Today I spent most of the day at the "Writing NSF proposals" workshop organized by the Grant Training Center. Some notes are below.
NSF award and funding statistics has useful information on funding distribution by states and institutions. For example, Indiana institutions received ~$135,400K from NSF in 2012, with Indiana University receiving $31,990K in 147 grants.
Some review facts: Principal Investigators submit on average about 2.3 proposals for every award they receive. In 2011, 31% of new PIs received their first award on their first attempt.
Basic review criteria: Intellectual Merit and Broader Impacts
Guiding principles – potential to advance knowledge,contribute to societal goals, meaningful assessment and evaluationFive merit elements (considered in the review for both criteria):
- The potential to advance knowledge and understanding within its own field or across different fields (Intellectual Merit); and benefits to society (Broader Impacts).
- Exploration of creative, original, or potentially transformative concepts.
- Well-reasoned, well-organized, and based on a sound rationale plan, which also incorporates a mechanism to assess success.
- Qualification of individuals, teams, or institutions.
- Availability of adequate resources to the PI (either at the home institution or through collaborations) - includes facilities, agreements, etc.
Transformative research - ideas, discoveries, tools that radically change our understanding of an important concept or practice or leads to the creation of a new paradigm or field of science.
Characteristics of transformative research - novel approach, new method, challenges conventional wisdom, redefines the boundaries of science.
Challenges in transformative research - does not fit within established models and may be difficult to interpret, the nature of such research may not be recognized until later, may be risky.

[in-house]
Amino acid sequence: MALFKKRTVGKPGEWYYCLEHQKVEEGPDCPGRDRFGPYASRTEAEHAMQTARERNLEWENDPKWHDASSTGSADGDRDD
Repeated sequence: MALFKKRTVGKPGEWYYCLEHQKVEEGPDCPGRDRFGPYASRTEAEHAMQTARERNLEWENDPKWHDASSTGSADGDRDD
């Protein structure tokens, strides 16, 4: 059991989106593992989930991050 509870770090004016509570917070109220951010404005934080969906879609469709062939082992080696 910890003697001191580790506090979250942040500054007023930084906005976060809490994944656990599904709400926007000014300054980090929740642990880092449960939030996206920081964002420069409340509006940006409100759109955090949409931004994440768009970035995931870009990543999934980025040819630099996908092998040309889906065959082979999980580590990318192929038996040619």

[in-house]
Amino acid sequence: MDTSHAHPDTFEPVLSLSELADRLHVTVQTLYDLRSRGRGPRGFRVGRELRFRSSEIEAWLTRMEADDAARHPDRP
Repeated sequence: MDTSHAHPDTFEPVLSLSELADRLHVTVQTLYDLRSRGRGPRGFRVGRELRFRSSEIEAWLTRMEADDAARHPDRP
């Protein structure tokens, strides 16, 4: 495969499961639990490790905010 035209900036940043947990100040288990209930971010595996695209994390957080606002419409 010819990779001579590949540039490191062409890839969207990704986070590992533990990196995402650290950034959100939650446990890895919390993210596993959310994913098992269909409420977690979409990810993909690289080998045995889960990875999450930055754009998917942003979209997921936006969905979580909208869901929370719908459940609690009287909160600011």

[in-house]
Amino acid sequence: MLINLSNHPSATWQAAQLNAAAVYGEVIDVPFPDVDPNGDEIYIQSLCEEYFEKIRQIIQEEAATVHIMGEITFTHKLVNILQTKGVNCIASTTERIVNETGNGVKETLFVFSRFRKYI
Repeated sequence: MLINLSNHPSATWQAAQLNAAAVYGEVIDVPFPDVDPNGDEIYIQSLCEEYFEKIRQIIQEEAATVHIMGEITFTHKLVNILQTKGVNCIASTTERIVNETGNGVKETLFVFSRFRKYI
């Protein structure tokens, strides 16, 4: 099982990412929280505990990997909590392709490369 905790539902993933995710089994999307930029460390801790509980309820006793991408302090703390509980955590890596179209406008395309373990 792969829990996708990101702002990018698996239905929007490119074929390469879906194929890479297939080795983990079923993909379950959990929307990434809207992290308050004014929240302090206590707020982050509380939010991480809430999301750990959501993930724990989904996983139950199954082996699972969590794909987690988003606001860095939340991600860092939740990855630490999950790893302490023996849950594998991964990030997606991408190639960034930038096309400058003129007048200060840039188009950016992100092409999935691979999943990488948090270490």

Examples of transformative research:
- the continental drift model
- metallic glass
- use of MRI for monitoring brain functions
- research into hypertext web systems that lead to the creation of Google
Broader impacts: promoting teaching and learning, addressing under-represented groups, enhancing the infrastructure for research and education, disseminating broadly, offering societal benefits.
- Promoting teaching and learning - develop education materials, involve K-12, involve graduate students in undergraduate activities, mentoring programs for high schools, etc.
- Under-represented groups - collaborations with minority students or faculty, participate in diversity workshops, develop technology to reach out to those groups.
- Enhance the infrastructure for research and education - collaborate with other disciplines, share infrastructure, improve computing, databases, digital libraries
- Broad dissemination - participate in conferences and workshops, collaborate with nature centers, museums, etc., involve the public, include data in databases and digital libraries
- Societal benefits - partner with private-sector, show applications of research, derivatives to federal, state or local agencies for their use in policy development.
Proposal preparation - prepare in advance - ~90 days, contains letter of intent, preliminary proposal, full proposal